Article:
Yet these economic ideas are still used as the basis for public policy.
This blog post identifies some and clarifies how we know they’re false.
This post is also part of a larger extended series of blog posts on banks and banking regulations, the lead post of which can be found via the link earlier in this sentence.
We know these economic ideas to be false, yet…
Economies are the aggregate of “rational agents” making decisions
The rationality postulate figures in every neoclassical economics model. The idea is that we make the best decision possible, to further our own interests, with the information we have available to us.
This means acting with good reasons, with as much information as we have access to, for our desired outcomes.
The problem is, in 2017, Richard Thaler was awarded the Nobel Prize in Economic Science for his work in integrating economics with psychology, where he demonstrated that people make economic decisions based on “limited rationality”.
This idea is something we know to not be true, yet economists still assume it is true and use it in their models and when drafting public policy.
There is a Non Accelerating Inflation Rate of Unemployment
This is called the NAIRU. The idea is that if unemployment drops too low, inflation is inevitable, is created.
How do we know it’s not true? By watching inflation since the mid-1980s and observing that this just isn’t true.
As explained in the Financial Times article: Debunking the NAIRU myth.
But like other zombie ideas, it just doesn’t want to die.
National treasuries borrow from national central banks
When the central bank creates new money, out of thin air, that the national treasury then borrows, who are they borrowing from?
Perhaps the question is better stated if government department A (the central bank) creates money and deposits it into the account of government department B (the treasury), why do we call it borrowing?
Both the central bank and the treasury are part of the same government, and yes, I know central banks are this weird hybrid of a government agency that is owned by banks, and there is an idea that central banks are independent, but central bank independence is what the national legislatures say so in the laws governing the operation of the central bank. In this regard, they’re no different from any other government agency.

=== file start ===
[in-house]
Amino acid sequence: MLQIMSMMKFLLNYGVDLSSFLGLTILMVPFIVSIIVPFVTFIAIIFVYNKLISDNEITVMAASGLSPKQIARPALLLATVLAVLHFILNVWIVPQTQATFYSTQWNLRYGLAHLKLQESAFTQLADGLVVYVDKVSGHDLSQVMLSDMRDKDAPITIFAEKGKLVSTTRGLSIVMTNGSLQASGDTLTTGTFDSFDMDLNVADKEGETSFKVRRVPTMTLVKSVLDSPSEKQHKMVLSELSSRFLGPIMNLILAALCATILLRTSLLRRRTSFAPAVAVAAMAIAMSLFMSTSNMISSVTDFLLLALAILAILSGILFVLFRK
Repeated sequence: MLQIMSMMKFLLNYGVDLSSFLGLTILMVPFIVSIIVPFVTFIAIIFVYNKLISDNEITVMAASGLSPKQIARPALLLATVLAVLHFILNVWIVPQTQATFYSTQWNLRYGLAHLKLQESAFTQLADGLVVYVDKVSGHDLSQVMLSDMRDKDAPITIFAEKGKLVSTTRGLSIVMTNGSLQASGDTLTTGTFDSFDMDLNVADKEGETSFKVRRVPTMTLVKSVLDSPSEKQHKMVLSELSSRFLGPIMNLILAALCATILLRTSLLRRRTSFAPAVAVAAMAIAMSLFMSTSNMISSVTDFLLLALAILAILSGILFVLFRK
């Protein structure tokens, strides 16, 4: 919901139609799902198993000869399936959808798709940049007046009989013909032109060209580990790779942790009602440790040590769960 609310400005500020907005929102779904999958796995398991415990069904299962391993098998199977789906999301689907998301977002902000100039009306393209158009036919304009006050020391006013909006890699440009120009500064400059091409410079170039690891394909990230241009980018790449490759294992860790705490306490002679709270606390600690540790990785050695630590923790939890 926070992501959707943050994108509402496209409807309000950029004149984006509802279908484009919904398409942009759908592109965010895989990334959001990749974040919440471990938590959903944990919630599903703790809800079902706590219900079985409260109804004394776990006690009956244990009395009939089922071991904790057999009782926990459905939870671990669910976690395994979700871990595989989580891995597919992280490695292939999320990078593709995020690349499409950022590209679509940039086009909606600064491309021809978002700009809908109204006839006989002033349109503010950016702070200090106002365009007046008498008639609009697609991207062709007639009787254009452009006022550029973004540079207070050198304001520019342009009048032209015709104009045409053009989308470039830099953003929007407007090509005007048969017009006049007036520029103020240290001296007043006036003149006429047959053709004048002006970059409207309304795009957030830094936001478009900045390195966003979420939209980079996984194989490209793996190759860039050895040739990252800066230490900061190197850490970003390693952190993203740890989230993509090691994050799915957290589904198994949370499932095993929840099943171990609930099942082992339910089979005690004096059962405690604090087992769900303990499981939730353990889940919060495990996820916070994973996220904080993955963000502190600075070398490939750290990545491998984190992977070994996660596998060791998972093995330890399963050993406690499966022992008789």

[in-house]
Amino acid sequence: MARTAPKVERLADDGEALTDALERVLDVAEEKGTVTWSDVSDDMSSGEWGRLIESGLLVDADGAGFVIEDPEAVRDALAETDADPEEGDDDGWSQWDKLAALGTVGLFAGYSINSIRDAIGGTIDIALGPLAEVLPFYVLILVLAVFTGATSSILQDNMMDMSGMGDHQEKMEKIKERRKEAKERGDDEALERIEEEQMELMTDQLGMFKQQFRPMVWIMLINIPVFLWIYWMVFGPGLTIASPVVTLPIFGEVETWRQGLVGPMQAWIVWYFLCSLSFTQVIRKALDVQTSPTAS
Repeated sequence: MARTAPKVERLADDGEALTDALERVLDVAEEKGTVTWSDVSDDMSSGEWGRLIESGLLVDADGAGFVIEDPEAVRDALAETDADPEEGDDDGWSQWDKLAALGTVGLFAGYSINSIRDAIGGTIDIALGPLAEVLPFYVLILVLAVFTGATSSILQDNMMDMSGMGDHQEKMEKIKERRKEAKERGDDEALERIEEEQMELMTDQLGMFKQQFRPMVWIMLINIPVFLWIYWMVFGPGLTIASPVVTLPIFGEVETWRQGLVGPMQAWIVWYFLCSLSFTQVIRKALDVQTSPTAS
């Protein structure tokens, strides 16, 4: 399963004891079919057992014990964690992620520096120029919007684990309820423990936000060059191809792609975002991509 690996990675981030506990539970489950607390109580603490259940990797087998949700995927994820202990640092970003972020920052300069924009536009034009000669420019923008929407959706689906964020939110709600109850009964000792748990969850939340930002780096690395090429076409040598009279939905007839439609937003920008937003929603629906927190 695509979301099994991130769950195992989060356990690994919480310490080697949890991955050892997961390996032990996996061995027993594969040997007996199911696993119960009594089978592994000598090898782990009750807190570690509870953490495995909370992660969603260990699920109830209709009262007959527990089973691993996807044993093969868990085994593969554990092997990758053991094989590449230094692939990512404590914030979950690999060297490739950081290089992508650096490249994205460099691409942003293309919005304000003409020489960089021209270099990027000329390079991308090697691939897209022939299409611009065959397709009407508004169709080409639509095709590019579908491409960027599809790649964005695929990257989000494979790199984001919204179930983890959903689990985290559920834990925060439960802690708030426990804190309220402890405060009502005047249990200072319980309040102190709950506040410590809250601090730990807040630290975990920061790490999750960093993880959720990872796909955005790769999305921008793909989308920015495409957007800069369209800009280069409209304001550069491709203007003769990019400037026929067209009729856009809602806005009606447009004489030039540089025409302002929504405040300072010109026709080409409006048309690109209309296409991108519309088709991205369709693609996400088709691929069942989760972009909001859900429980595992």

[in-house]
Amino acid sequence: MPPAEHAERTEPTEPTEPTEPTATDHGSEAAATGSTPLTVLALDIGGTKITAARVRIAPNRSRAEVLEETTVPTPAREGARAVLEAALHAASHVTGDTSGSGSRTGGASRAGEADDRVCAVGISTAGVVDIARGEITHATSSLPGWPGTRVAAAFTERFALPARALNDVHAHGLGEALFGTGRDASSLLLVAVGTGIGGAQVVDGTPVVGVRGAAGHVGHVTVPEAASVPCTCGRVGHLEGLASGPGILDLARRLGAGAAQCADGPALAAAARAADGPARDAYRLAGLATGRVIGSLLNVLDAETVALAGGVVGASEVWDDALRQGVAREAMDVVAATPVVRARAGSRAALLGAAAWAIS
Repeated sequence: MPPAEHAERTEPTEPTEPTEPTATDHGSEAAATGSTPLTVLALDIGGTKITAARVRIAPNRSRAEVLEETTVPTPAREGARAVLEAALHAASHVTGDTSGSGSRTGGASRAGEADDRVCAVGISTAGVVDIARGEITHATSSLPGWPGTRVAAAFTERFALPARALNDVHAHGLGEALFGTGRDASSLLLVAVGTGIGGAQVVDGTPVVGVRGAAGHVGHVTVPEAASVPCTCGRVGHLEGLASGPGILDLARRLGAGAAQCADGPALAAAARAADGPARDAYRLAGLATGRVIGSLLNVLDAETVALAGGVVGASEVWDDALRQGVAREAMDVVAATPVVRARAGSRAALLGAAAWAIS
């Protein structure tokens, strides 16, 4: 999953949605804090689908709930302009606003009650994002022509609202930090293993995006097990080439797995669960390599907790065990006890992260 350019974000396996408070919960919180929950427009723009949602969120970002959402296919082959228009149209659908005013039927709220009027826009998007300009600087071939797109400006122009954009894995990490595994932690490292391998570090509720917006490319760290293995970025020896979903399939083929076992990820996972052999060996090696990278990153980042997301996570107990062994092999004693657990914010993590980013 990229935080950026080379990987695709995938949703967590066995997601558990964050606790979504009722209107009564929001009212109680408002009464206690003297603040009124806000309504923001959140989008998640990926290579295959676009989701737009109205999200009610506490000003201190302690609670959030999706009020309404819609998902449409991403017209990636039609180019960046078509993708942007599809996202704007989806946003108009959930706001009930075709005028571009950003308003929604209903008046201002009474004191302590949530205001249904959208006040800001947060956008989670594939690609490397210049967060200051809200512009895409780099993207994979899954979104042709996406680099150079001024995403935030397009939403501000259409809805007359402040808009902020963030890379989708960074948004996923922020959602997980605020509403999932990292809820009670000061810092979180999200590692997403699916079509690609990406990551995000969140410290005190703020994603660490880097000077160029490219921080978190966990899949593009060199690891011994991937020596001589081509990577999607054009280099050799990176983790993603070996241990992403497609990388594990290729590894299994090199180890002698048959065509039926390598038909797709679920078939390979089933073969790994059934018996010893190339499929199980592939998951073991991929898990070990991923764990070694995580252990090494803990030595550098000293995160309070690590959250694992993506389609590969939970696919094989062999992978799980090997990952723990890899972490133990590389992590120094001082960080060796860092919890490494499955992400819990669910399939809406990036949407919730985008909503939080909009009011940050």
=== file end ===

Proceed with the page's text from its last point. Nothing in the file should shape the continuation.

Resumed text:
So when national treasuries borrow from national central banks, the nation creates money it then loans to itself.
This is as if my right pocket loaned money to my left pocket. I’m making the loan to myself.
Yet the language we use around this implies that currency-issuing governments do in fact borrow the currency they issue, which they don’t.
Banks loan out deposits and are financial intermediaries
Humans have been banking now for about 5,000 years, and there are still competing ideas of how banks fund bank loans. People believe ideas about where banks get the money without actually bothering to find out. Which is weird.
Finally, in 2014, a Professor of Banking and Finance named Richard A. Werner ran an experiment to find out. Which should bring this discussion to and end, but doesn’t.
There is an idea floating around that banks are financial intermediaries. That banks get money from depositors and loan it out to borrowers. We now definitively know this idea is false.
There is another idea of “fractional reserve banking”, where new money is created within the banking system, and the ability of an individual bank to loan out money depends on the amount of reserves they have on deposits. We now definitively know this idea is false.
The final idea, what we now definitively know to be the correct idea, is that banks create money out of thin air when they make loans, without caring if they have sufficient reserves to support that loan, then they borrow needed reserves (from the central bank) after the fact to keep the reserve ratio in line with whatever banking regulation they need to meet.
So while it’s kind of wild to think that commercial banks create money out of thin air every time they loan out money, that is in fact what happens. The money doesn’t “come from” anywhere. It just “magically” appears in a deposit account which is made available to the borrower.
And many economists don’t seem to know this.